Baking During a Pandemic

bread in mayan hands pine needle basket


Are you among the thousands of people baking bread these days? It appears that under lockdown we are making bread as never before. Yeast and flour have all but disappeared from grocery stores and never have there been so many online inquiries about bread baking. Why has bread become such a central activity at this time? 

Bread has been a staff of life in most areas of the world and it connects us to our earliest ancestors who, more than ten thousand years ago, were experimenting with it. Bread has become a powerful symbol of sustenance and nurturing and in many of the world religions symbolically stands for our connection to the divine. Likewise, for indigenous cultures of the Americas, including Mayan Hands’ artisan partners, corn tortillas (a kind of ‘bread’ without yeast), are also a staff of life and considered sacred.

We asked some friends of Mayan Hands what baking at this time means for them. Vera explained that her grandmother had a small bakery in Germany. She taught Vera how to bake and shared with her the challenges of serving her community at a time of food shortages and a climate of fear. Vera embraces bread making as a way to sustain her hope for a brighter future.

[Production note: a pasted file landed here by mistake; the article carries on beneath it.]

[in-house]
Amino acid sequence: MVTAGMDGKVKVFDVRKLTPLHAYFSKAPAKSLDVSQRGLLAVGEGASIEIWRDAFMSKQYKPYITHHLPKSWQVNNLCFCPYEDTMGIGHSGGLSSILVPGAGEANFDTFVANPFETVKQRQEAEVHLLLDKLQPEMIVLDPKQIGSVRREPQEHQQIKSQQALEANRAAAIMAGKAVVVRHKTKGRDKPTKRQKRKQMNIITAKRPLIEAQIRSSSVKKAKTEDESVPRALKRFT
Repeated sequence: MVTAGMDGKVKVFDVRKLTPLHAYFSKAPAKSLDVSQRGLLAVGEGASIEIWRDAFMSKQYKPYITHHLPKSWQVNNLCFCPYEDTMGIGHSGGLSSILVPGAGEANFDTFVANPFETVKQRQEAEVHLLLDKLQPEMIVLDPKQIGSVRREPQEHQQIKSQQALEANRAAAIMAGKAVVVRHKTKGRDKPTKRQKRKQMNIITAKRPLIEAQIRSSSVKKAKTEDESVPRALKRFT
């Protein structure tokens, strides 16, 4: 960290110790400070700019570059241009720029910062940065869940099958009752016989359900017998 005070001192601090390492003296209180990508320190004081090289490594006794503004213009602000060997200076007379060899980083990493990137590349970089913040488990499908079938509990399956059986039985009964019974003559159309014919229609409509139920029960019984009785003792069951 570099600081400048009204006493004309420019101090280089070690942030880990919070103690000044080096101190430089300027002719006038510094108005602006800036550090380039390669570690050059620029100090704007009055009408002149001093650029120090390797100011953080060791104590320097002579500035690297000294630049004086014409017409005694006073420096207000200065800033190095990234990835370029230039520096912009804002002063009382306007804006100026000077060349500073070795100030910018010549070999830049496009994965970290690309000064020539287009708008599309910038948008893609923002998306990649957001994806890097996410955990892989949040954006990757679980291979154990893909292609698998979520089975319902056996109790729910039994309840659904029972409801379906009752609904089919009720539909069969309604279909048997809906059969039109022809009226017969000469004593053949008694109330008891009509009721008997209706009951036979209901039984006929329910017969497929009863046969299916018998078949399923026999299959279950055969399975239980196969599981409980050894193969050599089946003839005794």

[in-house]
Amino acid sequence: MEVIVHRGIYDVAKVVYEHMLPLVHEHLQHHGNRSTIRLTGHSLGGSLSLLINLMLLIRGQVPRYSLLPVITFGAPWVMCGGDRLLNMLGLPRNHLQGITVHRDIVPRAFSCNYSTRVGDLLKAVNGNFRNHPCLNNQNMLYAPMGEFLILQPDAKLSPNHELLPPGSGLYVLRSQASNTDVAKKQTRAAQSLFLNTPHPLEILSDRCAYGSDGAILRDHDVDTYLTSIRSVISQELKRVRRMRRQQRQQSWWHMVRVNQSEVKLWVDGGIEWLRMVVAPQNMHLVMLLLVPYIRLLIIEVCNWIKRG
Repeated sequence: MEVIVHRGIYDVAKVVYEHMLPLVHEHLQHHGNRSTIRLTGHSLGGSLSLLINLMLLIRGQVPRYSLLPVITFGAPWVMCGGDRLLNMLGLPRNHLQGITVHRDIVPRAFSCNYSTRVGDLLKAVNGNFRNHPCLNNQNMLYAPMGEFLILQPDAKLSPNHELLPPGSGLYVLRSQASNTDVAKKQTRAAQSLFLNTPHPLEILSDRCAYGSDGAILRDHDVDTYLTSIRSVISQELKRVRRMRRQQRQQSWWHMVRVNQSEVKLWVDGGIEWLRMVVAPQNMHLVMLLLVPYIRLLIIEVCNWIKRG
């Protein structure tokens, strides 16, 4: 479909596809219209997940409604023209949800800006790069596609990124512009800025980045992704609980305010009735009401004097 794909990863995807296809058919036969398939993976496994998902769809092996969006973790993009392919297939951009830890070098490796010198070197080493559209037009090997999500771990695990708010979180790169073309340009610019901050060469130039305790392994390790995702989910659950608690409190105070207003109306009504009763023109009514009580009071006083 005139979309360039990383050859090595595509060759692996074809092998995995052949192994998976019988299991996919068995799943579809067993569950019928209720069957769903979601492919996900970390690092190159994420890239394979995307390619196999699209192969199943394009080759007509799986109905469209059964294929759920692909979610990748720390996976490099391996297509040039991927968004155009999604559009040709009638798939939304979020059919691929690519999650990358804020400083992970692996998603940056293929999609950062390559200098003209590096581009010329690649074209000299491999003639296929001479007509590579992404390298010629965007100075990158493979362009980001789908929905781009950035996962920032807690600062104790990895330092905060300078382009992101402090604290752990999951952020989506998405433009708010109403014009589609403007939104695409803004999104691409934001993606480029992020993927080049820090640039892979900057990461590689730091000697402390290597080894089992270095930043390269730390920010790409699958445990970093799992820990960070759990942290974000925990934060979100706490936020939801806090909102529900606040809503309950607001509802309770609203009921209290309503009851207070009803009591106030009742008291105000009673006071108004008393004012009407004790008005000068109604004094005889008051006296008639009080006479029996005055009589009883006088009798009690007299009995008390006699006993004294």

Becca told us that baking bread makes her feel connected to people from the beginning of time, across the globe, from kitchen to kitchen. Preparing and mixing ingredients, kneading, waiting for the dough to rise and for the final product to come out of the oven, requires attention and patience and has a calming quality. They make us focus in the moment.  

Ilana and David talked about the certainty of the process of mixing the ingredients, waking up to find them ready the next day, and then having their house fill with the aroma of bread baking in the oven. Turning flour into something you can eat is nothing short of magical.

For Dan, our patient IT consultant and webmaster, bread baking is both an art and a science. Their kitchen is a laboratory where he and his new wife Beth Anne improvise with ingredients and methods as they create a home together. Later, friends and family find loaves at their doors, an expression of love and abundance.

What could elevate more the enjoyment of your bread than bringing those fragrant slices to the table in a beautiful Mayan Hands basket, wrapped in a Mayan Hands napkin? When you do, you also support the women artisans who make the baskets and napkins as they work hard, now more than ever, to continue putting food on their families' tables. 

Looking for the perfect bread basket? We love the Rosa Basket (pictured above with Dan's bread and our Indigo Stripes Table Runner) and the Lidia Basket. If you're looking for something a little smaller, try the Zoila Basket. Something larger? The Mayra Basket. And if you are a tortilla lover, our Tortilla Basket is the choice for you. Our basket makers (in the photo below) make the best tortillas!

Basket makers making tortillas

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